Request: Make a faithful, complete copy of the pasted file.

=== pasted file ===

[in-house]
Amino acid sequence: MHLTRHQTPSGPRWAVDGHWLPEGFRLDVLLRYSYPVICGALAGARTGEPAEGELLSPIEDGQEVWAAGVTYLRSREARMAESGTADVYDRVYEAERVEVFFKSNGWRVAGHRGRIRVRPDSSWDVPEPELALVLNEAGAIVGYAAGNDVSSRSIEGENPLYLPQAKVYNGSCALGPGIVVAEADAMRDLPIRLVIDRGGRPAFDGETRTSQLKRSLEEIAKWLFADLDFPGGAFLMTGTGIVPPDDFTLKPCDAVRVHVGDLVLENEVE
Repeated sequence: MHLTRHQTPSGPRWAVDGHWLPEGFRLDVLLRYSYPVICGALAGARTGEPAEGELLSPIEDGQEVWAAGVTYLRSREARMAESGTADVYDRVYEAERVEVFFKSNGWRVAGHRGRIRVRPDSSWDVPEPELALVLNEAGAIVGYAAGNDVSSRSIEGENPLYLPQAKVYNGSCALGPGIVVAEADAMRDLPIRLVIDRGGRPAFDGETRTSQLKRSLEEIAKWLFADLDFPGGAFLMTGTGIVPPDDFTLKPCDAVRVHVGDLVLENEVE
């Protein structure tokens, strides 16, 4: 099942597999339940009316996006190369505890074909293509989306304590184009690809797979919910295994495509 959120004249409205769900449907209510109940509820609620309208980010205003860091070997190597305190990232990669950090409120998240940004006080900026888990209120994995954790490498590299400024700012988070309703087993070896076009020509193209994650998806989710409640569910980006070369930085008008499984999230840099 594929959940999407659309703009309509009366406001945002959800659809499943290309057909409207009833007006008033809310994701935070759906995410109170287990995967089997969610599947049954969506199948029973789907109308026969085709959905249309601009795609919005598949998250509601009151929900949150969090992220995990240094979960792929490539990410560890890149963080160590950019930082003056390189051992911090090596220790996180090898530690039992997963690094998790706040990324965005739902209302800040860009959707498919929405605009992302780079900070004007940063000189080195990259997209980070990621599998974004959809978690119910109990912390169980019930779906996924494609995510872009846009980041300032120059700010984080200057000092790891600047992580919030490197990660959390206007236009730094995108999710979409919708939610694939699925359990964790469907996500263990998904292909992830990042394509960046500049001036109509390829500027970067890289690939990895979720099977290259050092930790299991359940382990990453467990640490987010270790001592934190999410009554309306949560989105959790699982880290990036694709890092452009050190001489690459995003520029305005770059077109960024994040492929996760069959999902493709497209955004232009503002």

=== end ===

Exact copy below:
[in-house]
Amino acid sequence: MHLTRHQTPSGPRWAVDGHWLPEGFRLDVLLRYSYPVICGALAGARTGEPAEGELLSPIEDGQEVWAAGVTYLRSREARMAESGTADVYDRVYEAERVEVFFKSNGWRVAGHRGRIRVRPDSSWDVPEPELALVLNEAGAIVGYAAGNDVSSRSIEGENPLYLPQAKVYNGSCALGPGIVVAEADAMRDLPIRLVIDRGGRPAFDGETRTSQLKRSLEEIAKWLFADLDFPGGAFLMTGTGIVPPDDFTLKPCDAVRVHVGDLVLENEVE
Repeated sequence: MHLTRHQTPSGPRWAVDGHWLPEGFRLDVLLRYSYPVICGALAGARTGEPAEGELLSPIEDGQEVWAAGVTYLRSREARMAESGTADVYDRVYEAERVEVFFKSNGWRVAGHRGRIRVRPDSSWDVPEPELALVLNEAGAIVGYAAGNDVSSRSIEGENPLYLPQAKVYNGSCALGPGIVVAEADAMRDLPIRLVIDRGGRPAFDGETRTSQLKRSLEEIAKWLFADLDFPGGAFLMTGTGIVPPDDFTLKPCDAVRVHVGDLVLENEVE
């Protein structure tokens, strides 16, 4: 099942597999339940009316996006190369505890074909293509989306304590184009690809797979919910295994495509 959120004249409205769900449907209510109940509820609620309208980010205003860091070997190597305190990232990669950090409120998240940004006080900026888990209120994995954790490498590299400024700012988070309703087993070896076009020509193209994650998806989710409640569910980006070369930085008008499984999230840099 594929959940999407659309703009309509009366406001945002959800659809499943290309057909409207009833007006008033809310994701935070759906995410109170287990995967089997969610599947049954969506199948029973789907109308026969085709959905249309601009795609919005598949998250509601009151929900949150969090992220995990240094979960792929490539990410560890890149963080160590950019930082003056390189051992911090090596220790996180090898530690039992997963690094998790706040990324965005739902209302800040860009959707498919929405605009992302780079900070004007940063000189080195990259997209980070990621599998974004959809978690119910109990912390169980019930779906996924494609995510872009846009980041300032120059700010984080200057000092790891600047992580919030490197990660959390206007236009730094995108999710979409919708939610694939699925359990964790469907996500263990998904292909992830990042394509960046500049001036109509390829500027970067890289690939990895979720099977290259050092930790299991359940382990990453467990640490987010270790001592934190999410009554309306949560989105959790699982880290990036694709890092452009050190001489690459995003520029305005770059077109960024994040492929996760069959999902493709497209955004232009503002």